Snakes took a different approach and extended their trachea instead. Their tracheal extension sticks out like a fleshy straw, and allows these animals to swallow large prey without suffering from asphyxiation. How turtles and tortoises breathe has been the subject of much study.
To date, only a few species have been studied thoroughly enough to get an idea of how those turtles breathe. The varied results indicate that turtles and tortoises have found a variety of solutions to this problem. The difficulty is that most turtle shells are rigid and do not allow for the type of expansion and contraction that other amniotes use to ventilate their lungs. Some turtles, such as the Indian flapshell Lissemys punctata , have a sheet of muscle that envelops the lungs.
When it contracts, the turtle can exhale. When at rest, the turtle can retract the limbs into the body cavity and force air out of the lungs. When the turtle protracts its limbs, the pressure inside the lungs is reduced, and the turtle can suck air in. Turtle lungs are attached to the inside of the top of the shell carapace , with the bottom of the lungs attached via connective tissue to the rest of the viscera. By using a series of special muscles roughly equivalent to a diaphragm , turtles are capable of pushing their viscera up and down, resulting in effective respiration, since many of these muscles have attachment points in conjunction with their forelimbs indeed, many of the muscles expand into the limb pockets during contraction.
Breathing during locomotion has been studied in three species, and they show different patterns. Adult female green sea turtles do not breathe as they crutch along their nesting beaches.
They hold their breath during terrestrial locomotion and breathe in bouts as they rest. North American box turtles breathe continuously during locomotion, and the ventilation cycle is not coordinated with the limb movements. The last species to have been studied is the red-eared slider, which also breathes during locomotion, but takes smaller breaths during locomotion than during small pauses between locomotor bouts, indicating that there may be mechanical interference between the limb movements and the breathing apparatus.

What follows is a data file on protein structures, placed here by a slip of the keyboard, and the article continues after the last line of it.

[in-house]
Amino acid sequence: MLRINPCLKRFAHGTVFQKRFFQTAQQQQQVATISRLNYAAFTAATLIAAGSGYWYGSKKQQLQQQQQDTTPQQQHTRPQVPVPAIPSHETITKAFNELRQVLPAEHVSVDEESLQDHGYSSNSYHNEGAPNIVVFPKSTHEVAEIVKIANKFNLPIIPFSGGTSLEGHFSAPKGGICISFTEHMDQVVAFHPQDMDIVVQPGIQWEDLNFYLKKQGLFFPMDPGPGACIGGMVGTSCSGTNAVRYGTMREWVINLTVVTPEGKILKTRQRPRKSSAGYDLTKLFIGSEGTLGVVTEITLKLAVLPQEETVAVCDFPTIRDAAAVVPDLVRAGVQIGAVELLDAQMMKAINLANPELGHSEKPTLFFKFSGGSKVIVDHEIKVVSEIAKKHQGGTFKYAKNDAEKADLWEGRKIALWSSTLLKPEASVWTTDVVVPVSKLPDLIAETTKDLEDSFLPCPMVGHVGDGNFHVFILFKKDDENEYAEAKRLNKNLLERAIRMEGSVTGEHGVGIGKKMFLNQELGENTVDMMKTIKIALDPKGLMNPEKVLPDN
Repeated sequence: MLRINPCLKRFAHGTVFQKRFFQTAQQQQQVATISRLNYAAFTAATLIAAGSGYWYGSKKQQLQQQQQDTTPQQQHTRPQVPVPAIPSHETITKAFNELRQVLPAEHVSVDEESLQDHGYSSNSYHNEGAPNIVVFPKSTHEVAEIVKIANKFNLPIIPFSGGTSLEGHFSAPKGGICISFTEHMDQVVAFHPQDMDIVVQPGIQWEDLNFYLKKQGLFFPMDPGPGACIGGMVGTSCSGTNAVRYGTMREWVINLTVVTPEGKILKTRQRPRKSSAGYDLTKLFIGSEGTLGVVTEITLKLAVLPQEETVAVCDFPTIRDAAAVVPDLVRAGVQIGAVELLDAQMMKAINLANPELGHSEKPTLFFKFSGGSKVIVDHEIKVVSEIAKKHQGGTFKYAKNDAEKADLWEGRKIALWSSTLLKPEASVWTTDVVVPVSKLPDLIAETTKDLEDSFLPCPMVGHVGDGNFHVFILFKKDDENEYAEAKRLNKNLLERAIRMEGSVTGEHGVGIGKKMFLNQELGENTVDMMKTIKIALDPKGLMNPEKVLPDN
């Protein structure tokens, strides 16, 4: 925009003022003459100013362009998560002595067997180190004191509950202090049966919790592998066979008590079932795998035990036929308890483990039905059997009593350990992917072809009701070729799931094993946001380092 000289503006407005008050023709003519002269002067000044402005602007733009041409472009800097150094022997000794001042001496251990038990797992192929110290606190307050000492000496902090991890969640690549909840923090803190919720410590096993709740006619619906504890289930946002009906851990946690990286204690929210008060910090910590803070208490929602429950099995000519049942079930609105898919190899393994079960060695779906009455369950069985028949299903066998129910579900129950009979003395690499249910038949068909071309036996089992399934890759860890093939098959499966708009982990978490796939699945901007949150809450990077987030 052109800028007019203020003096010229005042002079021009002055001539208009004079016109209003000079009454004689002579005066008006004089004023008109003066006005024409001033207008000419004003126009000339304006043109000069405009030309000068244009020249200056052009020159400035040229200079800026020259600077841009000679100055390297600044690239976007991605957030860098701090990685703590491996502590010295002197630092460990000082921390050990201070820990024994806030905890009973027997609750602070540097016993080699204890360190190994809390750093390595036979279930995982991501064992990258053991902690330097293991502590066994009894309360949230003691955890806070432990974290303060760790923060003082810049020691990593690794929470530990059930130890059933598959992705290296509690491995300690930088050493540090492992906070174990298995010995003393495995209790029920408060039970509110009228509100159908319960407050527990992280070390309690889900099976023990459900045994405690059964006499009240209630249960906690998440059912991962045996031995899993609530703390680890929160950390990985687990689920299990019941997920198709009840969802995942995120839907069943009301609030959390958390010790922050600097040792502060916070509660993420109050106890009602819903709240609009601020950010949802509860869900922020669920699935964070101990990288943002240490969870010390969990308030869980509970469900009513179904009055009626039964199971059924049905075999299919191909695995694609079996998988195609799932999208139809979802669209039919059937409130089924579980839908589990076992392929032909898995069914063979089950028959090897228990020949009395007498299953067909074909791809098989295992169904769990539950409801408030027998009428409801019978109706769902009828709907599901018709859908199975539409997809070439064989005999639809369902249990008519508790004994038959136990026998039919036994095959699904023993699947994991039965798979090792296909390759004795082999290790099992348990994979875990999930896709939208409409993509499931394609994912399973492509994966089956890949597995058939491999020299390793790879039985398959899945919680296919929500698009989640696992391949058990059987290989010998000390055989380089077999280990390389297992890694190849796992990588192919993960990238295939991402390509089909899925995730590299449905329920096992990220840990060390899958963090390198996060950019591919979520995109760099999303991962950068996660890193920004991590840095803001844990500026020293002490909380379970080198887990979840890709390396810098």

Box turtles have also been observed to breathe while completely sealed up inside their shells. Reptilian skin is covered in a horny epidermis , making it watertight and enabling reptiles to live on dry land, in contrast to amphibians. Compared to mammalian skin, that of reptiles is rather thin and lacks the thick dermal layer that produces leather in mammals.
In lepidosaurians , such as lizards and snakes, the whole skin is covered in overlapping epidermal scales. Such scales were once thought to be typical of the class Reptilia as a whole, but are now known to occur only in lepidosaurians. Lacking a thick dermis, reptilian leather is not as strong as mammalian leather. It is used in leather-wares for decorative purposes for shoes, belts and handbags, particularly crocodile skin.
Reptiles shed their skin through a process called ecdysis which occurs continuously throughout their lifetime. In particular, younger reptiles tend to shed once every 5—6 weeks while adults shed times a year.
Once full size, the frequency of shedding drastically decreases. The process of ecdysis involves forming a new layer of skin under the old one. Proteolytic enzymes and lymphatic fluid is secreted between the old and new layers of skin. Consequently, this lifts the old skin from the new one allowing shedding to occur. Traumatic injuries on the other hand, form scars that will not allow new scales to form and disrupt the process of ecdysis.
Excretion is performed mainly by two small kidneys. In diapsids, uric acid is the main nitrogenous waste product; turtles, like mammals , excrete mainly urea. Unlike the kidneys of mammals and birds, reptile kidneys are unable to produce liquid urine more concentrated than their body fluid. This is because they lack a specialized structure called a loop of Henle , which is present in the nephrons of birds and mammals. Because of this, many reptiles use the colon to aid in the reabsorption of water.